• In a clean, dry mixing bowl, beat egg whites and lemon juice with an electric mixer on low speed until mixture becomes frothy and foamy. Add half of the sugar and turn to medium-high speed and beat the mixture. Continue to add in the remaining sugar mixture in separate additions and beat until the egg whites reaches the soft peak stage.The soft peak stage is reached when the peaks of the whites curl over and droop slightly. Turn to low speed and beat for another 1 to 2 mins (this helps to stabilise the air bubbles). 
  • Add the beaten egg whites to the cream cheese mixture in 3 separate additions, each time fold with a rubber spatula (I prefer to use a balloon whisk) until just blended.
  • Pour batter into the prepared cake pan. Tap the pan lightly on a table top to get rid of any trapped air bubbles in the batter.
  • Place cake pan in a baking tray. Fill the baking tray with hot water (the water should rise up to about 1 inch of the cake pan).
  • Place on lower rack of the oven and bake at 150 degC for 60 mins. 
  • Remove cake pan from oven and immediately drop the pan at a height of 20~30cm onto the table top. This helps to prevent the cake from shrinking upon cooling. Unmould the cake immediately. To unmold, place a large plate or baking sheet on top of the cake pan, invert the cake pan onto the plate/baking sheet. Remove the cake pan and the parchment paper on the base and sides of the cake (Note: do use oven mitten as the cake pan will be very hot). Next, place a cooling rack on the base of the cake, invert the cake right side up onto the cooling rack and leave to cool completely. Leave the cake to chill in the fridge for about 2 to 3 hours, best overnight, before serving.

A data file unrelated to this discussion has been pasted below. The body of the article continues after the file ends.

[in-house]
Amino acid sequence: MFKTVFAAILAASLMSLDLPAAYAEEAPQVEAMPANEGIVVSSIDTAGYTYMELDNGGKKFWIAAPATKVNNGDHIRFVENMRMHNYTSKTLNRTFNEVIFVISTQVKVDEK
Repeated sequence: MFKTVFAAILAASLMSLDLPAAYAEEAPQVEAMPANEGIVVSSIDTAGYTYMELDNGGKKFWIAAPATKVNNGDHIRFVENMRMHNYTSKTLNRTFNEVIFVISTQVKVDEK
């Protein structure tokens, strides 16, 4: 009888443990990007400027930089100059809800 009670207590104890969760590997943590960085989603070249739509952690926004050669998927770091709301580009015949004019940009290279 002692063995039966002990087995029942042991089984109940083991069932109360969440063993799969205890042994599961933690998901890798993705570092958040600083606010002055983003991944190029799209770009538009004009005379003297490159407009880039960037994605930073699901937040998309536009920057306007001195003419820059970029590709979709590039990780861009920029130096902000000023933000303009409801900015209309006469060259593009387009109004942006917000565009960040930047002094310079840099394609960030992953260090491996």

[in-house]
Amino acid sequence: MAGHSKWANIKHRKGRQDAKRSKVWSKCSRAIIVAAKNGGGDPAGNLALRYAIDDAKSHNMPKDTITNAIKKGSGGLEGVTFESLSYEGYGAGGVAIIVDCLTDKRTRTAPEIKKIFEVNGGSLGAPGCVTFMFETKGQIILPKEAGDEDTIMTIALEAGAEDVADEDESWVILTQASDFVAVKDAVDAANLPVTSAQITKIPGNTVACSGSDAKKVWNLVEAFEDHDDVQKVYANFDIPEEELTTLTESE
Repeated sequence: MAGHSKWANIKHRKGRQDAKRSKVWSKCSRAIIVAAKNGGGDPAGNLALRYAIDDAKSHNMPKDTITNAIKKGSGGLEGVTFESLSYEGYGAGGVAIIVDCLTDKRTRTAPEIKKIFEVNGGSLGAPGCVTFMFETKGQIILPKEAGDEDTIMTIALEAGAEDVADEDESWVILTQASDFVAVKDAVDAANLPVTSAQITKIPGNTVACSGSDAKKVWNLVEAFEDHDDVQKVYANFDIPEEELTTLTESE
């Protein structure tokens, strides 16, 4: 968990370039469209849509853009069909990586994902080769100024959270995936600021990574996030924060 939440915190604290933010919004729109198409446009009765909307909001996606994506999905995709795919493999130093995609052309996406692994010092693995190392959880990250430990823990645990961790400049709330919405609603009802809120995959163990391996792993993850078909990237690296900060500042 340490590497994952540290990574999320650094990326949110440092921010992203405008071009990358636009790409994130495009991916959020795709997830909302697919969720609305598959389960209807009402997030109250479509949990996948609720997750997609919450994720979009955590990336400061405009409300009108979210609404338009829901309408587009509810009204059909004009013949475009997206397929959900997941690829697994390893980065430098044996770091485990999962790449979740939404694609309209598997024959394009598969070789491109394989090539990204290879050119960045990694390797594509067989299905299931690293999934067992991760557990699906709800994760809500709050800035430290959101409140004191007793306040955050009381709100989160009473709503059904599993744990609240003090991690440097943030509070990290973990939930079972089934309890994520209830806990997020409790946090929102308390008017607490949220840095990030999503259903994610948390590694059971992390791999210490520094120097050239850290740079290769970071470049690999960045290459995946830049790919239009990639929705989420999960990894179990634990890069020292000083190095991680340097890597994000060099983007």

Recipe source: adapted from here.

Friday, 16 May 2014

baking, life's simple pleasure

One of my life's simple pleasures is retrieving a tray of freshly baked bread from my oven. I find great satisfaction and delight when my homemade bread was baked to perfection, and enjoyed by my family.

I came up with the idea of baking these Oreo Cream Cheese Buns after making some oreo bombs for the oreo monsters at home. Oreo bombs are rather similar to chocolate truffles or cake pops. They are made by combining crushed oreo cookies with cream cheeses, shaped into round balls and then coated with melted chocolate.

Those oreo bombs were delicious even for someone who doesn't fancy oreos. I find the oreo and cream cheese mixture has got the right texture, perfect to use as fillings for buns and bread rolls.

The bread buns were made using my favorite tang zhong method. Although the dough was rather wet and sticky, and took a longer time to knead even with the help of a stand mixer, the tang zhong method yields buns that remain soft for 2 to 3 days. These buns will become regulars as my pantry never runs out of oreos!

Oreo Cream Cheese Buns

(makes 10)

for the buns:
tang zhong (water-roux):
20g bread flour
100ml water

bread dough: